1 University of Cyprus, Department of Computer Science (CYPRUS)
2 Frederick University, Department of Computer Science & Engineering (CYPRUS)
3 Aristotle University of Thessaloniki, Lab of Medical Informatics (GREECE)
About this paper:
Appears in: EDULEARN12 Proceedings
Publication year: 2012
Pages: 3612-3619
ISBN: 978-84-695-3491-5
ISSN: 2340-1117
Conference name: 4th International Conference on Education and New Learning Technologies
Dates: 2-4 July, 2012
Location: Barcelona, Spain
Serious games have the potential to be an important teaching tool for both formal and informal education because of their affordances of interactivity and motivation, engaging users, providing a platform for active learning, being customized to learners, providing immediate feedback and including immersive activities.
Serious games for medical education is a growing domain. Across the healthcare sector, there is growing interest in improving and sustaining interaction and engagement using game technologies. Game environments provide a safe and controlled setting within which players can learn in an engaging way. Health games for practitioners, such as doctors and nurses, tend to be simulation-based and used for training.
This paper is a report on the design and development of the serious game called “Virtual Telemedicine”. The game responds to the need to train doctors for problem-solving in real-life situations of medical care. In the prototype scenario, the user, a practicing doctor, responds to a medical emergency situation to treat the symptoms of a virtual patient by taking specific actions and examining their results based on immediate feedback provided by both the system and the virtual patient. Virtual Telemedicine was created as part of the meducator Best Practice Network. mEducator enables specialized state-of-the-art medical educational content to be discovered, retrieved, shared and re-used across European higher academic institutions.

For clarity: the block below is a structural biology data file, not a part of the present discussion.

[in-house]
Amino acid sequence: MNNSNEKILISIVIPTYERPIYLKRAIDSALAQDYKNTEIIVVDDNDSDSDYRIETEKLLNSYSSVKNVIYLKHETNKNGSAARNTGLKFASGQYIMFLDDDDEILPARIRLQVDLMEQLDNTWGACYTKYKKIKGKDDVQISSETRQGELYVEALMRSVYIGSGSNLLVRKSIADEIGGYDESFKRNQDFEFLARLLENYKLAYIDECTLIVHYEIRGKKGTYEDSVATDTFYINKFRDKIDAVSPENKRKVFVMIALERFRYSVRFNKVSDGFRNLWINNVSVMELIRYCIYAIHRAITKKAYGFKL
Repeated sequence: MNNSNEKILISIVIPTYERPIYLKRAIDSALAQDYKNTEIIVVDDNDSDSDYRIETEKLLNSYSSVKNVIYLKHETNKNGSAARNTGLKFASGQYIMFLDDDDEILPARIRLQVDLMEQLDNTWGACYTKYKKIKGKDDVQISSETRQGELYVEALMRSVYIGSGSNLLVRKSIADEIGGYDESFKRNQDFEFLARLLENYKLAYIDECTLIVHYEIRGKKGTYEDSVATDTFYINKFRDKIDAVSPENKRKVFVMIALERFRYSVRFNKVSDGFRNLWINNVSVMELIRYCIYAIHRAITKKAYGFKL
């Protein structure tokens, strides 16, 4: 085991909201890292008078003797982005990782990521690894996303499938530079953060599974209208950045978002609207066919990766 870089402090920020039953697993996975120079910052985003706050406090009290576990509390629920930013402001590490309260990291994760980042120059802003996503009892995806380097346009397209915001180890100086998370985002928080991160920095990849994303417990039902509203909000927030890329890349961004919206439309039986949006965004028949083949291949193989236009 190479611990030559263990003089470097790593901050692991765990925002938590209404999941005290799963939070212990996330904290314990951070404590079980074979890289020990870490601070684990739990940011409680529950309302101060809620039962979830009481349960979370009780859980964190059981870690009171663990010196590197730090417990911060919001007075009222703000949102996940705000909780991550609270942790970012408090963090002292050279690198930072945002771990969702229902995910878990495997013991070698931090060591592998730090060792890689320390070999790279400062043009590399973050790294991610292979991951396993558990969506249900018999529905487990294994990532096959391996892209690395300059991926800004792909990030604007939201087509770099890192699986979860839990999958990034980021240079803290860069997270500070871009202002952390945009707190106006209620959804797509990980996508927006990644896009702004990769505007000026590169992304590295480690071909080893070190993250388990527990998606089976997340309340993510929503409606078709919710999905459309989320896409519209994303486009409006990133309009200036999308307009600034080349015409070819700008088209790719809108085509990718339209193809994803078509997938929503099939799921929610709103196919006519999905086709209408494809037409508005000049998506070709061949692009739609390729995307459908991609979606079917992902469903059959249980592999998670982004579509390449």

The game makes use of data from an electrocardiogram (ECG), a transthoracic (across the thorax or chest) interpretation of the electrical activity of the heart over a period of time, as detected by electrodes attached to the outer surface of the skin and recorded by a device external to the body. The beta version of the game utilizes variables such as the patient’s heart rate, respiration and temperature, but there is inherent potential to use additional sources of data to increase the complexity of the game.
With regard to technical information, the game was created using the programming language C with XNA for the game, C with Flex/Bison for the compiler and C# for the Runner, that runs the scripts. The three pieces are separate and the user runs the first piece. For testing and evaluation purposes, several scripts that used the features of the scripting language were implemented to examine whether they worked properly and a detailed command-by-command debugging was conducted to examine that the flow of the code worked as intended.
The educational game “Virtual Telemedicine” is currently working as a standalone application on PCs with the Windows operating system. The game can be shared and repurposed (through changing its scenarios) through mEducator3.0/Melina+, an extended version of Drupal 7, which is offered as an installation profile and enables web site administrators to install a learning management system, which is focused in medical education.
As part of future research and development work focusing on the educational evaluation of this serious game, usability testing sessions with practicing doctors will be scheduled to solicit the learners’ feedback and input on the design of the game. Suggested changes will be incorporated in an updated version of the game. A direction for further research is to examine whether learning will be transferred beyond the game context and how, and what is the retention rate of the game when this is used by medical students.
Serious games, medical education, e-learning, virtual patients, problem-solving.